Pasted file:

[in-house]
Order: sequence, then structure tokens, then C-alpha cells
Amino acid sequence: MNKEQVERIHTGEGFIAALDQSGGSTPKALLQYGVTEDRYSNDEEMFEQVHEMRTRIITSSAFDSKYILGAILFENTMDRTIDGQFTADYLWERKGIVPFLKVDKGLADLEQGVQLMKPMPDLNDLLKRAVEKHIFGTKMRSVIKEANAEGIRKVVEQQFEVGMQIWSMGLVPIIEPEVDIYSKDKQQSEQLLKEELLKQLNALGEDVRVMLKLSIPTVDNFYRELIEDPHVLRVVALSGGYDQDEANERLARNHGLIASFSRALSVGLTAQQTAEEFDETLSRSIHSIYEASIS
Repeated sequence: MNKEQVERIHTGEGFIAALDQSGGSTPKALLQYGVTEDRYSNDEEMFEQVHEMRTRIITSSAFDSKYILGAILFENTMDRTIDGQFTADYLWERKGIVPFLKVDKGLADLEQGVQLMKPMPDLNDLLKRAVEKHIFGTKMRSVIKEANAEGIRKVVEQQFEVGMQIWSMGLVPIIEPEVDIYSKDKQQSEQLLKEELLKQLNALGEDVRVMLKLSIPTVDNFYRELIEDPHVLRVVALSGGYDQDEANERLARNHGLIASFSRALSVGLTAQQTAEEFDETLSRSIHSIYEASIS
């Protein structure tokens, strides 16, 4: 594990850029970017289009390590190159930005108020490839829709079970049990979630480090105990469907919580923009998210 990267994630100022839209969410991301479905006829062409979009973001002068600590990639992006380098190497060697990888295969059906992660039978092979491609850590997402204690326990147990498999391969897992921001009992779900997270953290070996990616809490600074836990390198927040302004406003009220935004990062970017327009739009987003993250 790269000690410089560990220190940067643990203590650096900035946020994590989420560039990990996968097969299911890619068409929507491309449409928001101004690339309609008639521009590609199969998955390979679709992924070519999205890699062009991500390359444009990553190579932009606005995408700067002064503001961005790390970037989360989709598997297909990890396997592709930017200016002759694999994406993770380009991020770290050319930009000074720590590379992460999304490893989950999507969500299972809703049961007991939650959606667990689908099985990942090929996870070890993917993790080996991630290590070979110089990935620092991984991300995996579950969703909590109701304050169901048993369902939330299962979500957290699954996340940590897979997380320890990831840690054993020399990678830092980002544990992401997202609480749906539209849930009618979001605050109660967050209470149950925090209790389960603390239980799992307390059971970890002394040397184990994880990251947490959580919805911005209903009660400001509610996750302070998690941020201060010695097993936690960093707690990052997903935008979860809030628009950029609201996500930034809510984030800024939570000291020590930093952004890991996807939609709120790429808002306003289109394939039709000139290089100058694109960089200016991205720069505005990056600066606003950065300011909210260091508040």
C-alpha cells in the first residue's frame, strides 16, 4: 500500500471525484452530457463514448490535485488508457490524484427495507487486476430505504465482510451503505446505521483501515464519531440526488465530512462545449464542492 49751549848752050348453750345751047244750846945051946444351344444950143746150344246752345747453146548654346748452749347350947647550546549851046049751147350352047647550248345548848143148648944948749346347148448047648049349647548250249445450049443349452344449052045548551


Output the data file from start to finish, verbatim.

[in-house]
Order: sequence, then structure tokens, then C-alpha cells
Amino acid sequence: MNKEQVERIHTGEGFIAALDQSGGSTPKALLQYGVTEDRYSNDEEMFEQVHEMRTRIITSSAFDSKYILGAILFENTMDRTIDGQFTADYLWERKGIVPFLKVDKGLADLEQGVQLMKPMPDLNDLLKRAVEKHIFGTKMRSVIKEANAEGIRKVVEQQFEVGMQIWSMGLVPIIEPEVDIYSKDKQQSEQLLKEELLKQLNALGEDVRVMLKLSIPTVDNFYRELIEDPHVLRVVALSGGYDQDEANERLARNHGLIASFSRALSVGLTAQQTAEEFDETLSRSIHSIYEASIS
Repeated sequence: MNKEQVERIHTGEGFIAALDQSGGSTPKALLQYGVTEDRYSNDEEMFEQVHEMRTRIITSSAFDSKYILGAILFENTMDRTIDGQFTADYLWERKGIVPFLKVDKGLADLEQGVQLMKPMPDLNDLLKRAVEKHIFGTKMRSVIKEANAEGIRKVVEQQFEVGMQIWSMGLVPIIEPEVDIYSKDKQQSEQLLKEELLKQLNALGEDVRVMLKLSIPTVDNFYRELIEDPHVLRVVALSGGYDQDEANERLARNHGLIASFSRALSVGLTAQQTAEEFDETLSRSIHSIYEASIS
């Protein structure tokens, strides 16, 4: 594990850029970017289009390590190159930005108020490839829709079970049990979630480090105990469907919580923009998210 990267994630100022839209969410991301479905006829062409979009973001002068600590990639992006380098190497060697990888295969059906992660039978092979491609850590997402204690326990147990498999391969897992921001009992779900997270953290070996990616809490600074836990390198927040302004406003009220935004990062970017327009739009987003993250 790269000690410089560990220190940067643990203590650096900035946020994590989420560039990990996968097969299911890619068409929507491309449409928001101004690339309609008639521009590609199969998955390979679709992924070519999205890699062009991500390359444009990553190579932009606005995408700067002064503001961005790390970037989360989709598997297909990890396997592709930017200016002759694999994406993770380009991020770290050319930009000074720590590379992460999304490893989950999507969500299972809703049961007991939650959606667990689908099985990942090929996870070890993917993790080996991630290590070979110089990935620092991984991300995996579950969703909590109701304050169901048993369902939330299962979500957290699954996340940590897979997380320890990831840690054993020399990678830092980002544990992401997202609480749906539209849930009618979001605050109660967050209470149950925090209790389960603390239980799992307390059971970890002394040397184990994880990251947490959580919805911005209903009660400001509610996750302070998690941020201060010695097993936690960093707690990052997903935008979860809030628009950029609201996500930034809510984030800024939570000291020590930093952004890991996807939609709120790429808002306003289109394939039709000139290089100058694109960089200016991205720069505005990056600066606003950065300011909210260091508040």
C-alpha cells in the first residue's frame, strides 16, 4: 500500500471525484452530457463514448490535485488508457490524484427495507487486476430505504465482510451503505446505521483501515464519531440526488465530512462545449464542492 49751549848752050348453750345751047244750846945051946444351344444950143746150344246752345747453146548654346748452749347350947647550546549851046049751147350352047647550248345548848143148648944948749346347148448047648049349647548250249445450049443349452344449052045548551